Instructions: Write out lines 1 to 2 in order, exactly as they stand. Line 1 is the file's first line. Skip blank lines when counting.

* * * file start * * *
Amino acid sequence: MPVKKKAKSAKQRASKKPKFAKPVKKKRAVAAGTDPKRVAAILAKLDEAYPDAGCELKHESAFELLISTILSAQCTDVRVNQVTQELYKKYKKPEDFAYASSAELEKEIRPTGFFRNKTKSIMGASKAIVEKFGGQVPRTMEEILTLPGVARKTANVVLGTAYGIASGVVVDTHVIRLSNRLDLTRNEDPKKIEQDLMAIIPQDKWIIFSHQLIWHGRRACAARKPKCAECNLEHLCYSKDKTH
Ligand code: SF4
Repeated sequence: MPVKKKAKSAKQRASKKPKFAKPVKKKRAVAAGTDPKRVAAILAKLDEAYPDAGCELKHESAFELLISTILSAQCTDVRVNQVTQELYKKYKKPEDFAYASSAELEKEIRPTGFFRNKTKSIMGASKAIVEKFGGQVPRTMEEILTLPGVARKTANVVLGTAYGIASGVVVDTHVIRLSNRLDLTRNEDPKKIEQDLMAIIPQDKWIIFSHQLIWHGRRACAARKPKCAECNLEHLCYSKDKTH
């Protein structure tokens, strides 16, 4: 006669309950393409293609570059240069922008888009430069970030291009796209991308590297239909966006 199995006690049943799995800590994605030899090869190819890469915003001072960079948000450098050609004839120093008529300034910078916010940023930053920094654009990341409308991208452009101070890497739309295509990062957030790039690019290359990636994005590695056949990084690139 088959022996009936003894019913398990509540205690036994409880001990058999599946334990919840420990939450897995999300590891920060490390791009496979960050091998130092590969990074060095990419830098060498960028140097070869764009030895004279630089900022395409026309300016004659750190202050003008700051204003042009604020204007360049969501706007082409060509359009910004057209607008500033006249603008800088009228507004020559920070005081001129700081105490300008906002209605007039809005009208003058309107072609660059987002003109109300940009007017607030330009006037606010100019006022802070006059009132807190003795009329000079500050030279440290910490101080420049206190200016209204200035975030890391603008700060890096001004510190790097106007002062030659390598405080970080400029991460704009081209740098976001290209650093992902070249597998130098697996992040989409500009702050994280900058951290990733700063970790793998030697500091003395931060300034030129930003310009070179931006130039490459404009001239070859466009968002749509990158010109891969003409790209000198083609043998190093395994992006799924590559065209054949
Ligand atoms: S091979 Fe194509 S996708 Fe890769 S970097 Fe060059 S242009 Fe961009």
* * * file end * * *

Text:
Amino acid sequence: MPVKKKAKSAKQRASKKPKFAKPVKKKRAVAAGTDPKRVAAILAKLDEAYPDAGCELKHESAFELLISTILSAQCTDVRVNQVTQELYKKYKKPEDFAYASSAELEKEIRPTGFFRNKTKSIMGASKAIVEKFGGQVPRTMEEILTLPGVARKTANVVLGTAYGIASGVVVDTHVIRLSNRLDLTRNEDPKKIEQDLMAIIPQDKWIIFSHQLIWHGRRACAARKPKCAECNLEHLCYSKDKTH
Ligand code: SF4